The Law of the Ice Cream Tub Licker
Licking an ice cream tub in a supermarket and putting it back -- is that second-degree felony "tampering with consumer product" in Texas?
Well, let me just start by getting this on the record: "Good lord, man, I can't support that." (And, yes, the version I remember is the "nun-beating" one.) But while this is nasty behavior (see CBS News, Fox News, Today), which should indeed be criminal, I'm skeptical about the apparent police theory that this is second-degree felony food tampering under Texas law:
Before the suspect was identified as a juvenile, police said she could have faced up to 20 years in prison. They had planned on arresting her on a charge of second-degree felony tampering.
Texas Penal Code § 22.09 provides,
(a) (2) "Tamper" means to alter or add a foreign substance to a consumer product to make it probable that the consumer product will cause serious bodily injury.
(b) A person commits an offense if he knowingly or intentionally tampers with a consumer product [including food] knowing that the consumer product will be offered for sale to the public or as a gift to another.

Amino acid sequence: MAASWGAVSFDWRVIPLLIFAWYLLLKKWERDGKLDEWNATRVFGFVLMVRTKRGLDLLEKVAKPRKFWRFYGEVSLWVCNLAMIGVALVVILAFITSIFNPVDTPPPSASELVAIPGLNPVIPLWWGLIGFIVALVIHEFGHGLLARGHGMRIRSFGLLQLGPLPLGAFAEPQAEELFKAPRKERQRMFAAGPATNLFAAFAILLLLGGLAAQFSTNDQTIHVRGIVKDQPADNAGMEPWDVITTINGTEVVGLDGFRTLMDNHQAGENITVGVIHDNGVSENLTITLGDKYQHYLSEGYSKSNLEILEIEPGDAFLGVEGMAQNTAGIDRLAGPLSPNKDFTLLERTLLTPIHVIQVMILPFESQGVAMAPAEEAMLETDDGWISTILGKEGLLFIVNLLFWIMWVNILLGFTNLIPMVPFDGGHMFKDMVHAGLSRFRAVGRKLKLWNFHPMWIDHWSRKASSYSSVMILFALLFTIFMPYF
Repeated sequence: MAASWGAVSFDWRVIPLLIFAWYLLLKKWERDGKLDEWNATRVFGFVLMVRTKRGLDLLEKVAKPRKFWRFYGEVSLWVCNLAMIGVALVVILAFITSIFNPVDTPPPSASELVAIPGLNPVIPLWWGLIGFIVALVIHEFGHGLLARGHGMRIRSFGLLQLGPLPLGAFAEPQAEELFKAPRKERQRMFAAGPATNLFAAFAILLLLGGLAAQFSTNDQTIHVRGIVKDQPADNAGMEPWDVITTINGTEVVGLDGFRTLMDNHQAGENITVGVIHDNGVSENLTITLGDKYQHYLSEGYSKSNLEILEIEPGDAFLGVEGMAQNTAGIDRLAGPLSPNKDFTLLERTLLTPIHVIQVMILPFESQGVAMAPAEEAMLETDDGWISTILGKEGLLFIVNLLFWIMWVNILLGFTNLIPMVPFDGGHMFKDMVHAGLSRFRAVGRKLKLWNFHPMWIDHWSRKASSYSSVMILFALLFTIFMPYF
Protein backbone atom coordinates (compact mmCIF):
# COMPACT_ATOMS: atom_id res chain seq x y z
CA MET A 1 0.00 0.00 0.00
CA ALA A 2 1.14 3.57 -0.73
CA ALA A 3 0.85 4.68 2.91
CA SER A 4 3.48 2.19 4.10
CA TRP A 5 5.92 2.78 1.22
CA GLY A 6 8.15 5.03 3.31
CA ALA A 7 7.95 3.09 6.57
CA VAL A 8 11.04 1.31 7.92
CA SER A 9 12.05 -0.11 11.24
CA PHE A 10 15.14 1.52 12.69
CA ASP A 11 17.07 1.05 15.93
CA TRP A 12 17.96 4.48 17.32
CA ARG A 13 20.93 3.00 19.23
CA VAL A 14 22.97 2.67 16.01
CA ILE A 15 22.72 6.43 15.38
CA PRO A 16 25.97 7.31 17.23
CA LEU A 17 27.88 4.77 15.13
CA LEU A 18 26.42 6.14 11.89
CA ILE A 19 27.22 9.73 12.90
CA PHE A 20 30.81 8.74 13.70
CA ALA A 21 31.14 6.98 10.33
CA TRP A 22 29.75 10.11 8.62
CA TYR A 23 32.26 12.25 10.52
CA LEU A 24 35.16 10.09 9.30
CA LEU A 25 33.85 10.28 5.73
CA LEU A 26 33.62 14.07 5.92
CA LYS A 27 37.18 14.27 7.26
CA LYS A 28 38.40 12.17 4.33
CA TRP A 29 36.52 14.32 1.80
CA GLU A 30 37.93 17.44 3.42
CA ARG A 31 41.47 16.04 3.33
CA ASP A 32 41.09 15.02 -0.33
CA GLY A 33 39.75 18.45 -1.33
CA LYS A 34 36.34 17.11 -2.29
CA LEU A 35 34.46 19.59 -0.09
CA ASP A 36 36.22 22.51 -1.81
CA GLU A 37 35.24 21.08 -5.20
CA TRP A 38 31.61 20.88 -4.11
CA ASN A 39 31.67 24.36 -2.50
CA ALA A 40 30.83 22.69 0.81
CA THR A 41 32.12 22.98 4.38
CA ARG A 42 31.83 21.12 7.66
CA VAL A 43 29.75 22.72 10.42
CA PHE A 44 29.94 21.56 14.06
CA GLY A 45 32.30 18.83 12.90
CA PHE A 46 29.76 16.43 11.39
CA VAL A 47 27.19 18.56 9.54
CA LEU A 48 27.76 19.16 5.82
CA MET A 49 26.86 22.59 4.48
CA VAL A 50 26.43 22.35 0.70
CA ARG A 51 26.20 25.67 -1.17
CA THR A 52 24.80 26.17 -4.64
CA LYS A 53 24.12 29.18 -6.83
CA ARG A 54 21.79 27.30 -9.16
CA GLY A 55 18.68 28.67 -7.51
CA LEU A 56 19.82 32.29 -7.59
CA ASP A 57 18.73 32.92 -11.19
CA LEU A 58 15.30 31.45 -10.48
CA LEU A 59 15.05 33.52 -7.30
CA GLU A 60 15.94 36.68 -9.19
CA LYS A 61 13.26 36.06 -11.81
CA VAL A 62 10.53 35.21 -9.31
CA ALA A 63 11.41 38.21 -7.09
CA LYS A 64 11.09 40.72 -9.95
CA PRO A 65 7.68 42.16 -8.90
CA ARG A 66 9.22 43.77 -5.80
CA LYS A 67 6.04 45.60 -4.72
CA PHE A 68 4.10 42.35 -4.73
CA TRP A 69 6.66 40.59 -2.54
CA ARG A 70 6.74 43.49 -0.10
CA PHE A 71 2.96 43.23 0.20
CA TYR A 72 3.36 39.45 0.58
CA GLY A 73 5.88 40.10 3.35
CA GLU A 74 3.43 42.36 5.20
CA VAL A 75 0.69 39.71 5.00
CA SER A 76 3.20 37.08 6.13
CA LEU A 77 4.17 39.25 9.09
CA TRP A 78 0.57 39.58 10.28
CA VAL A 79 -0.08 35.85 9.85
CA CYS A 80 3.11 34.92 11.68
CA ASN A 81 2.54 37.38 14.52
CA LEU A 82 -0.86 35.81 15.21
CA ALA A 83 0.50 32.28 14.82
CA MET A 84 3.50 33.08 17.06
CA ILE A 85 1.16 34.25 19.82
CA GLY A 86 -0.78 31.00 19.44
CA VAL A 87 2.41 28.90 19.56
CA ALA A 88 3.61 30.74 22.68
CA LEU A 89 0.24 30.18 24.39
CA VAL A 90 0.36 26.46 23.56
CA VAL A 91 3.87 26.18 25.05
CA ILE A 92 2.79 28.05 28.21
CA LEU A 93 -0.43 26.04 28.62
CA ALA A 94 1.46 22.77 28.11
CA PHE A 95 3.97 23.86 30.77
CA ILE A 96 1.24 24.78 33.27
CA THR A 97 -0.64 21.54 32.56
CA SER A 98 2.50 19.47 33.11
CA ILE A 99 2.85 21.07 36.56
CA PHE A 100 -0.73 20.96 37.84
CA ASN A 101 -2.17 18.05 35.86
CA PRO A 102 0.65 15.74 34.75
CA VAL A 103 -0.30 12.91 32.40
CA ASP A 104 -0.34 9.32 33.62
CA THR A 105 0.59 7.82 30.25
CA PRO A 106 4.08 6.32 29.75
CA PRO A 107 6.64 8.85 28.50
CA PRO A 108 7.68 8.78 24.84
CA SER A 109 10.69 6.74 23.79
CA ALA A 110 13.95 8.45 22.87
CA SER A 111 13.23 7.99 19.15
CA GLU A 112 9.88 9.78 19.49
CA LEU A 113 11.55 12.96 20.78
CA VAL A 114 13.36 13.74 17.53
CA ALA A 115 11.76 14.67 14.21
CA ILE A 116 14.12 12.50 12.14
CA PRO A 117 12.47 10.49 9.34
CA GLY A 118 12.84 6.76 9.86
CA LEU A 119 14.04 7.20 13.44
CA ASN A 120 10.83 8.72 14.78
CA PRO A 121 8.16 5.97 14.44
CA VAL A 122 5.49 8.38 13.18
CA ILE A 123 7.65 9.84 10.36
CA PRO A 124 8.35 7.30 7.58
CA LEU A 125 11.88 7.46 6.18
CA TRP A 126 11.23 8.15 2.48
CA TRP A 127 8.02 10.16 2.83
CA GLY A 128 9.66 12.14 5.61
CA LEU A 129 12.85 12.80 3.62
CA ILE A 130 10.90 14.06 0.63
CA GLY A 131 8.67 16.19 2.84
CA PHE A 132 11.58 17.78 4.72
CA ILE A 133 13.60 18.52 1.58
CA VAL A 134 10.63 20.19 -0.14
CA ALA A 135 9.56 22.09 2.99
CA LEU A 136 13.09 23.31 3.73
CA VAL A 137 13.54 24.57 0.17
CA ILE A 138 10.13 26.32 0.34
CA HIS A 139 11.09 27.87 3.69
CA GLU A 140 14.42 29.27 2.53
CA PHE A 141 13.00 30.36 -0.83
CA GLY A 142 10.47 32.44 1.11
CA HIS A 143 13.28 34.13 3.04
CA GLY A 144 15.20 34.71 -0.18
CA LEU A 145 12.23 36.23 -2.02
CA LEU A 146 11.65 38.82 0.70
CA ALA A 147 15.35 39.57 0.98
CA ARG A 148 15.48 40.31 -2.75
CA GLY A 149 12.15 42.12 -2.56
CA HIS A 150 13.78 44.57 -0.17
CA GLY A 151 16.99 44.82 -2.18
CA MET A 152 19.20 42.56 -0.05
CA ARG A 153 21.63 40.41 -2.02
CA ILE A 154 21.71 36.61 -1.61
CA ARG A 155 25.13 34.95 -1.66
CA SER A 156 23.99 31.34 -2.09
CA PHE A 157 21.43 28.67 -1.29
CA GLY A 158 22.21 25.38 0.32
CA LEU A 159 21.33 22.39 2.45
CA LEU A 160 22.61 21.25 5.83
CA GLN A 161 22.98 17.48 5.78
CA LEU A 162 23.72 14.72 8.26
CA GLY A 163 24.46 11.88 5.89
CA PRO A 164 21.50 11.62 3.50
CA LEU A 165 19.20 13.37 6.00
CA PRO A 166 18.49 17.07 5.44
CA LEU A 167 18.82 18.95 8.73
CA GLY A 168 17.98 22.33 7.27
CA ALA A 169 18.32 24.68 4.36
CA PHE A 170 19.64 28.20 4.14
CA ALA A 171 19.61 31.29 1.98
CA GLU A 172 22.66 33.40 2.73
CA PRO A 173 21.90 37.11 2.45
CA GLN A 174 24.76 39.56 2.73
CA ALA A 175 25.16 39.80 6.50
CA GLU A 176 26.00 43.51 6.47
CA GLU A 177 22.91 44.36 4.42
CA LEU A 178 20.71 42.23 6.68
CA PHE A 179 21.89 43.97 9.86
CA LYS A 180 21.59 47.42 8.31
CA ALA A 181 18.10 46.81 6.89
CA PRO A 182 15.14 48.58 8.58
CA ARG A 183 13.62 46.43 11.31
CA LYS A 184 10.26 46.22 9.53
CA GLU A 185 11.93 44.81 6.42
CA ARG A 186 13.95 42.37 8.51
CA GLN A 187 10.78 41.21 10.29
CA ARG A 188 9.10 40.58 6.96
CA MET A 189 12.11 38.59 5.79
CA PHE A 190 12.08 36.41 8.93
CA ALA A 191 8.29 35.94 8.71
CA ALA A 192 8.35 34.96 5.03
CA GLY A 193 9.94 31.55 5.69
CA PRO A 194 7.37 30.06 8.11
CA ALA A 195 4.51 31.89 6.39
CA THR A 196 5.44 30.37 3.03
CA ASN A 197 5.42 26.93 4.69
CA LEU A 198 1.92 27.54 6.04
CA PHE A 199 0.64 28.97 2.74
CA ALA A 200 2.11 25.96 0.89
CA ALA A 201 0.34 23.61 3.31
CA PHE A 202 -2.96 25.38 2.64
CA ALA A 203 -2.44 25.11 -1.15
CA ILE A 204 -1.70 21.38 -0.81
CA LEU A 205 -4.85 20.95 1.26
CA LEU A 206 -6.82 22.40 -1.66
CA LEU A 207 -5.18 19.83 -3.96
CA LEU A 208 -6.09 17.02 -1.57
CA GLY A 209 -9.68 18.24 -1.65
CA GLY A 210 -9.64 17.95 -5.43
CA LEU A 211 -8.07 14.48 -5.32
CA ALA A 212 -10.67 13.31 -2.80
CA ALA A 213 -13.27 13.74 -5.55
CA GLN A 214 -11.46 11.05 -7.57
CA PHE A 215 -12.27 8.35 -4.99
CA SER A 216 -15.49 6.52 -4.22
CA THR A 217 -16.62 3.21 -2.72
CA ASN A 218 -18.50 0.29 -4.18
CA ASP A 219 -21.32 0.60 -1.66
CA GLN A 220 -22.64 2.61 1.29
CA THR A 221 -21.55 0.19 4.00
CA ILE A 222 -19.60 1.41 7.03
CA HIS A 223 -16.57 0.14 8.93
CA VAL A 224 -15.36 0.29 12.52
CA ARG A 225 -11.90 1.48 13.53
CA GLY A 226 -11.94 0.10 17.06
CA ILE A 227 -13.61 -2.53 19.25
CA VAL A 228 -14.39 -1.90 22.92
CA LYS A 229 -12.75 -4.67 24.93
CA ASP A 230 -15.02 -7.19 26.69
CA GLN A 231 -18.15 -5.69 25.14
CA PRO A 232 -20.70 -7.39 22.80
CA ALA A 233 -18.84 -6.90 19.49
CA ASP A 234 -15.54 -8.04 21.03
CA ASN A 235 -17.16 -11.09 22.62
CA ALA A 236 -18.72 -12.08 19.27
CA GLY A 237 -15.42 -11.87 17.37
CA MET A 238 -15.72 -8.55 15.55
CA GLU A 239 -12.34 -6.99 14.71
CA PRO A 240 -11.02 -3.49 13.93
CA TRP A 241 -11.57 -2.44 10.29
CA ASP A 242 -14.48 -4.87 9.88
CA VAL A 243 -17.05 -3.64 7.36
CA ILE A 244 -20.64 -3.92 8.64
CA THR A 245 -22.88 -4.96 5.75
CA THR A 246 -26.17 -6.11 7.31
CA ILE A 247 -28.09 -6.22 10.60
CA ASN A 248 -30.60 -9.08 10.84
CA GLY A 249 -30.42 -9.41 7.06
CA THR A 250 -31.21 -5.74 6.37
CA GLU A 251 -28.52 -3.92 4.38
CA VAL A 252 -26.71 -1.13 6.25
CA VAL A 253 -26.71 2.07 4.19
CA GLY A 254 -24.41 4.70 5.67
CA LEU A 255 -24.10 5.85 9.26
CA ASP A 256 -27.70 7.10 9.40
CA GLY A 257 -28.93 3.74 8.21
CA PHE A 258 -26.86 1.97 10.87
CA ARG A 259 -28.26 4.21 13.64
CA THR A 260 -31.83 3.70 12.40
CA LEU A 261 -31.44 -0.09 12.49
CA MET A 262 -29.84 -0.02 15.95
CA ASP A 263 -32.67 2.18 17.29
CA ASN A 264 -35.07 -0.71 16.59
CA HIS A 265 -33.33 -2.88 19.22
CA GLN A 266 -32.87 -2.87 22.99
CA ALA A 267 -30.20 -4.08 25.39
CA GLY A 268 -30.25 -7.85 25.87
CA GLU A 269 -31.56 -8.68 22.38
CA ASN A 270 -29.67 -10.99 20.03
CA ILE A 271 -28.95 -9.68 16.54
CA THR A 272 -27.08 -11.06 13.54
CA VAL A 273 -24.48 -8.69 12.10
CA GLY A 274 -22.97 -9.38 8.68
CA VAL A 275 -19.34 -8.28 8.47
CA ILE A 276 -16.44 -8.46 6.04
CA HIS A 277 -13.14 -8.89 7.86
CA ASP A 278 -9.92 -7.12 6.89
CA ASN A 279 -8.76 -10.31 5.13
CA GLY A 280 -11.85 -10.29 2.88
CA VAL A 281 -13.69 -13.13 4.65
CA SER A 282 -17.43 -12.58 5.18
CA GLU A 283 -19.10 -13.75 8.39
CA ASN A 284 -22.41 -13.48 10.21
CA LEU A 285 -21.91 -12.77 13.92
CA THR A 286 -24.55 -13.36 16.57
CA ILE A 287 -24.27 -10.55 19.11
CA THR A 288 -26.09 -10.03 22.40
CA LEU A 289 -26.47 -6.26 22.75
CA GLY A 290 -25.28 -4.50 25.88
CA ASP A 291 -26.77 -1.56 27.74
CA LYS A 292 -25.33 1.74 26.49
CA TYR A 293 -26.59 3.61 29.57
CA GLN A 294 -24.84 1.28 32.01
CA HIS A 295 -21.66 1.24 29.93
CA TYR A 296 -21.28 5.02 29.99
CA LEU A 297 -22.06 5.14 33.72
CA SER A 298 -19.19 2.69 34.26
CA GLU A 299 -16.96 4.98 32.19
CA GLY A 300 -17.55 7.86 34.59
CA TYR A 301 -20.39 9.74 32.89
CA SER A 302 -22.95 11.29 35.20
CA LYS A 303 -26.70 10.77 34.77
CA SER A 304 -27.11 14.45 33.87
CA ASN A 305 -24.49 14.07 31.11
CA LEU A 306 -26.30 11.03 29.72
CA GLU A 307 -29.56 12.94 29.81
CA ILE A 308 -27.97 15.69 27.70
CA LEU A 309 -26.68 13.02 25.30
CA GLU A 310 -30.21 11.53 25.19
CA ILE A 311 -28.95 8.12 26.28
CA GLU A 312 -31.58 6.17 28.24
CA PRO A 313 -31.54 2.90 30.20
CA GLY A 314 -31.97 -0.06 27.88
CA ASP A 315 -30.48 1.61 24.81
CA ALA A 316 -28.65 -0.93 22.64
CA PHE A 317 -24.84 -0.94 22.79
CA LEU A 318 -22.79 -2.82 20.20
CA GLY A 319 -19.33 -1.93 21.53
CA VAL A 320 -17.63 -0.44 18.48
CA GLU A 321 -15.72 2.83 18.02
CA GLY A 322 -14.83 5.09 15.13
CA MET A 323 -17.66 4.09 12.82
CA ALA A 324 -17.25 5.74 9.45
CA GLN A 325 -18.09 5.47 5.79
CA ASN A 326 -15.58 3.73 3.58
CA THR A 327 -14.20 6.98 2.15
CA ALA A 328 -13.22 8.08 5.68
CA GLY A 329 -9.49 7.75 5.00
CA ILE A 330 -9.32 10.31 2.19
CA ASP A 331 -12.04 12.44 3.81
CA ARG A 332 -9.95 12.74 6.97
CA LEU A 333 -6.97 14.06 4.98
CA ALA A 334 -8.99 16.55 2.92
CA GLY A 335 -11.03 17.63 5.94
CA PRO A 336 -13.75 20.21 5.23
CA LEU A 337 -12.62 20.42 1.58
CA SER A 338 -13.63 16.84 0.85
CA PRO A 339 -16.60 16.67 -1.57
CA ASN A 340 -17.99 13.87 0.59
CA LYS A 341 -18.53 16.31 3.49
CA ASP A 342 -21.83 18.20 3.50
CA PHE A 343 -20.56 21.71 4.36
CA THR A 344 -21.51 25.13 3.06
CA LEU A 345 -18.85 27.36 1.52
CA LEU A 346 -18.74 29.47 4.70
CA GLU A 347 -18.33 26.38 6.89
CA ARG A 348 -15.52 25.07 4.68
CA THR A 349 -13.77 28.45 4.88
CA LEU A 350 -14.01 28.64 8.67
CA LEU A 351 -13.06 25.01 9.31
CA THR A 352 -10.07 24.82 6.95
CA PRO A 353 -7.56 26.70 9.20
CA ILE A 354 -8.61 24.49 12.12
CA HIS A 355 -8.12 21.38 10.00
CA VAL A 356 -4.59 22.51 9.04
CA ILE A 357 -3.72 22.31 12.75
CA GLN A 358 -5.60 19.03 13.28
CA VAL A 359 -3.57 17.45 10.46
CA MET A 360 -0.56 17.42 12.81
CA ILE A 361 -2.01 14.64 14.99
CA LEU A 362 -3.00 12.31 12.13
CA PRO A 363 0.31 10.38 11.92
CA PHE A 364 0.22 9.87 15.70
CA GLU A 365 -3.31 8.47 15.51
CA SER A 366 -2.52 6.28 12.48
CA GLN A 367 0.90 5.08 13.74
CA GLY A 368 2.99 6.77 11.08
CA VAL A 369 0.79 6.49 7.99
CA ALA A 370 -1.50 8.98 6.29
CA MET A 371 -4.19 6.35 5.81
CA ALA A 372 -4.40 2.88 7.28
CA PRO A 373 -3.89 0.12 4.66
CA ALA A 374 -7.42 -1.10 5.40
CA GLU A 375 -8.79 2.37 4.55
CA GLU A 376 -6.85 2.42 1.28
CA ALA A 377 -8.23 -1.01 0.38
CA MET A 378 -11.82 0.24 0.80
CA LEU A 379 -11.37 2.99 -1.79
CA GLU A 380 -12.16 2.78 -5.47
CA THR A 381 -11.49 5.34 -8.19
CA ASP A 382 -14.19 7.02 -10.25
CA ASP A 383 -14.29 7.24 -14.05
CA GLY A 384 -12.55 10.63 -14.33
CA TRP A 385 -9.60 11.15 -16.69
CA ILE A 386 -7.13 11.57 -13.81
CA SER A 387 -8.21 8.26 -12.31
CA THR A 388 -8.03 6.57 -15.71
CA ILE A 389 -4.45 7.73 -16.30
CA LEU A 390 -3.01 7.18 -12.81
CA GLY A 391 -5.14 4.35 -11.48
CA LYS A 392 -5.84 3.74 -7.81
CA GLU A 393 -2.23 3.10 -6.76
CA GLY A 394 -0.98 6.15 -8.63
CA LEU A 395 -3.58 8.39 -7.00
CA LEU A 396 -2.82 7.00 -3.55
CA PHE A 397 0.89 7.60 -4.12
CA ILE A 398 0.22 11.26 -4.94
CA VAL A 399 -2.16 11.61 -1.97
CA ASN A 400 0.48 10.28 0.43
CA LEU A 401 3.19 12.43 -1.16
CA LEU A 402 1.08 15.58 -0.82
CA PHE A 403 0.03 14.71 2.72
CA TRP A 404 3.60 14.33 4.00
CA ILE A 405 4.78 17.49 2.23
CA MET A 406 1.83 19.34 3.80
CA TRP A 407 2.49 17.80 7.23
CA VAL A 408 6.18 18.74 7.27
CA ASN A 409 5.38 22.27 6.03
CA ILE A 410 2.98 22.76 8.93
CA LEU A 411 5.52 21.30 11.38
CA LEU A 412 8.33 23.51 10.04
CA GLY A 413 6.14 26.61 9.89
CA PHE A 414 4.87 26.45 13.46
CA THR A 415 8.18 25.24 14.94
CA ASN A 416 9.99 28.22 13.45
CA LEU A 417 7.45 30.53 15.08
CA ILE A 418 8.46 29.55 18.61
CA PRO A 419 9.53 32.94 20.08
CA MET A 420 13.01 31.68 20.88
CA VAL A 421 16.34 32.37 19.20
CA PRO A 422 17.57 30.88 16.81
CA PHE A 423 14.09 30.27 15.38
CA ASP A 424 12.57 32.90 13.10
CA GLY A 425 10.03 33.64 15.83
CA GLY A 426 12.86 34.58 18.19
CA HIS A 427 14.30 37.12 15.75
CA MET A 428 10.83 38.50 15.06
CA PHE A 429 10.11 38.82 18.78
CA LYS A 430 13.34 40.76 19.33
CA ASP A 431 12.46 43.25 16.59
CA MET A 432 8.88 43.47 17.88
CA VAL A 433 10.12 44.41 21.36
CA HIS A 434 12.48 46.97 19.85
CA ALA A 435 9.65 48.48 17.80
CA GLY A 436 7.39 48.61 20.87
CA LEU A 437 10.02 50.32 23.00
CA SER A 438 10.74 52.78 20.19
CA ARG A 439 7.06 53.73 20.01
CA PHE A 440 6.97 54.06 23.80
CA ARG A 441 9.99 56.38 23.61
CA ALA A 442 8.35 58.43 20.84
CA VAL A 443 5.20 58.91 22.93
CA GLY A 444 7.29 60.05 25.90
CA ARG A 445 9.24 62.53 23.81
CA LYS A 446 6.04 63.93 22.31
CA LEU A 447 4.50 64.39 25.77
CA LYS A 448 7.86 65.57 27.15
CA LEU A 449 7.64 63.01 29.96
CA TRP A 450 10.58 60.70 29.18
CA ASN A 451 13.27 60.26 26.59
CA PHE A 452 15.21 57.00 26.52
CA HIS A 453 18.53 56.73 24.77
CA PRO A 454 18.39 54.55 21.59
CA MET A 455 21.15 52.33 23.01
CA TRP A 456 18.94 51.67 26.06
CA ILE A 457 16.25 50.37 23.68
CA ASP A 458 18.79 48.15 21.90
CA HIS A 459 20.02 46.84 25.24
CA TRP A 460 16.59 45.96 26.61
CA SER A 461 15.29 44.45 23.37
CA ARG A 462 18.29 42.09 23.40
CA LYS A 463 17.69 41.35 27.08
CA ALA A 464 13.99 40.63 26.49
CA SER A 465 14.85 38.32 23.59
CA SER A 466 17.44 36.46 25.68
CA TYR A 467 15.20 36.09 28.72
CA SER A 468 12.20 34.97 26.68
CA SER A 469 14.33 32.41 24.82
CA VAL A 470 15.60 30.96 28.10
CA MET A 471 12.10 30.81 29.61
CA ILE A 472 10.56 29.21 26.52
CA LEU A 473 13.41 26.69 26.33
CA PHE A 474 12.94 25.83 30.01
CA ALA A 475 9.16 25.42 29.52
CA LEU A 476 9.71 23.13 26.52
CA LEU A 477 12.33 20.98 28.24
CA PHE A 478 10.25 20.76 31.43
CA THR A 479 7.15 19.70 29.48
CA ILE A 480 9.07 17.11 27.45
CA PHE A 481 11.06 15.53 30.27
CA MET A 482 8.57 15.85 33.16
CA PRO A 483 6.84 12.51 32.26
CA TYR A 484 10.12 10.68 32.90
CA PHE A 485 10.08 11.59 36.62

(d) An offense under Subsection (b) is a felony of the second degree unless a person suffers serious bodily injury, in which event it is a felony of the first degree.
And licking food doesn't seem to "make it probable that the consumer product will cause serious bodily injury"—possible, yes, probable, no. (UPDATE: Just to be clear, matters might be different if the defendant knows she has a serious communicable disease that could be transmitted that way, but there seems to be no evidence this is so in this case.) To be sure, a nonprecedential Texas case does seem to stretch the "probable … will cause serious bodily injury" a bit, but that case involved someone sprinkling powdered feces on food, which strikes me as quite a bit more dangerous. (A jury sentenced the defendant to five years in prison.) The licked ice cream strikes me as comparable in dangerousness to guacamole at a party in which people were double-dipping, or for that matter a tub of ice cream into which someone had stuck a spoon that she had eaten from.
It's not that licking an ice cream tub is great for public health, and it's certainly illegal. But this particular Texas statute doesn't seem to cover it.